The outbound trip took around 3 hours, and the return trip also took about 3 hours, including the walk. Total cost, $20.30. I might have paid slightly too much because the buses here have you tap in *and* tap out with your card, and I didn't tap out on one or two of the buses. Otherwise you pay the full fare to travel the length of the entire route. Three times as long as the direct drive isn't that bad for public transit, and 20 bucks seemed like a good price to pay to have someone else do the driving. The buses weren't overly crowded and the passengers were pretty tame. I only wish I'd brought a book - not so I could read on the bus, but so I could read while waiting at the transit centers. Oh, and I wish I had a better bladder. I might have been able to find places to pee midway through the route if I'd looked.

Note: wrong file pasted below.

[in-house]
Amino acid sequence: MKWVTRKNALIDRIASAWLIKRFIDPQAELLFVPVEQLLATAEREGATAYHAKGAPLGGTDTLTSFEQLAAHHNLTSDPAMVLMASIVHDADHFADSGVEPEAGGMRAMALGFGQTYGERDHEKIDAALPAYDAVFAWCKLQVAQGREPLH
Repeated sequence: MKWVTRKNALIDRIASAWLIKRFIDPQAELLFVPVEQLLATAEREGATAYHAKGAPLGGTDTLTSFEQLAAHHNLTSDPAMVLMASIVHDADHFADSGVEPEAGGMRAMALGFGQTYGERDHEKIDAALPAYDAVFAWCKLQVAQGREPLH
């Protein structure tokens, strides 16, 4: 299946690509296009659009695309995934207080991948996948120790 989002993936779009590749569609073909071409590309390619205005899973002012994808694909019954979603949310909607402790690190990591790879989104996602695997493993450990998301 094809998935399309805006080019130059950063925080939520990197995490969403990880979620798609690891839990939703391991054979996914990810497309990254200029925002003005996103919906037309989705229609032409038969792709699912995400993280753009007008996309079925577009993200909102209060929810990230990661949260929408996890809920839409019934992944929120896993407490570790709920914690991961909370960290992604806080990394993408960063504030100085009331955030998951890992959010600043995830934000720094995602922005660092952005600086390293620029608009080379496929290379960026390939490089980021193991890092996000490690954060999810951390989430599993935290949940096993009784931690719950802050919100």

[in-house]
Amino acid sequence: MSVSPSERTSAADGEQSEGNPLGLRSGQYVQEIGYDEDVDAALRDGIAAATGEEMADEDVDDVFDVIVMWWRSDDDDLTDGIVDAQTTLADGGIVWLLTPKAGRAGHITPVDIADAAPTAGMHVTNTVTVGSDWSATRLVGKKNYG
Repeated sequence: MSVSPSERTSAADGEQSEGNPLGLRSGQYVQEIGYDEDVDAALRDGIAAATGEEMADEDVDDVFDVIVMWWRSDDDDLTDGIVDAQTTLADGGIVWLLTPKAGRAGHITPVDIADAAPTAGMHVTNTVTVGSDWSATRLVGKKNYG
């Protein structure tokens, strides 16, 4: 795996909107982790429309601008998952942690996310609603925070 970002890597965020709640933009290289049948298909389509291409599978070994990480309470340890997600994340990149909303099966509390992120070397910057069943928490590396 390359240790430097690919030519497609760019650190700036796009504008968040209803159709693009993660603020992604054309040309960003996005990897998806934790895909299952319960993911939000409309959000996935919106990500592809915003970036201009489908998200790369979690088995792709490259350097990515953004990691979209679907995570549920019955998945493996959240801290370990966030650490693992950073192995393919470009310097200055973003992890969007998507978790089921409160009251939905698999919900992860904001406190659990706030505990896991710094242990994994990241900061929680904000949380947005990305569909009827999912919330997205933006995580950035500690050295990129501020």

As with the times when I drive to get places, I am grateful I don't go on this sort of long-distance commute on a regular basis.

I think my talk went reasonably well.

A friend-of-a-friend up in the Seattle area has been posting photos recently of his bike-bus-trail run triathlons. Our family tried to take public transportation to Issaquah once to go hiking, except our guidebook was too far out of date so we couldn't find the trailhead. This other guy appears to be having more success with the combination.

Under other circumstances it probably would have been useful to have brought along a bicycle for the trip.

Church of the Boat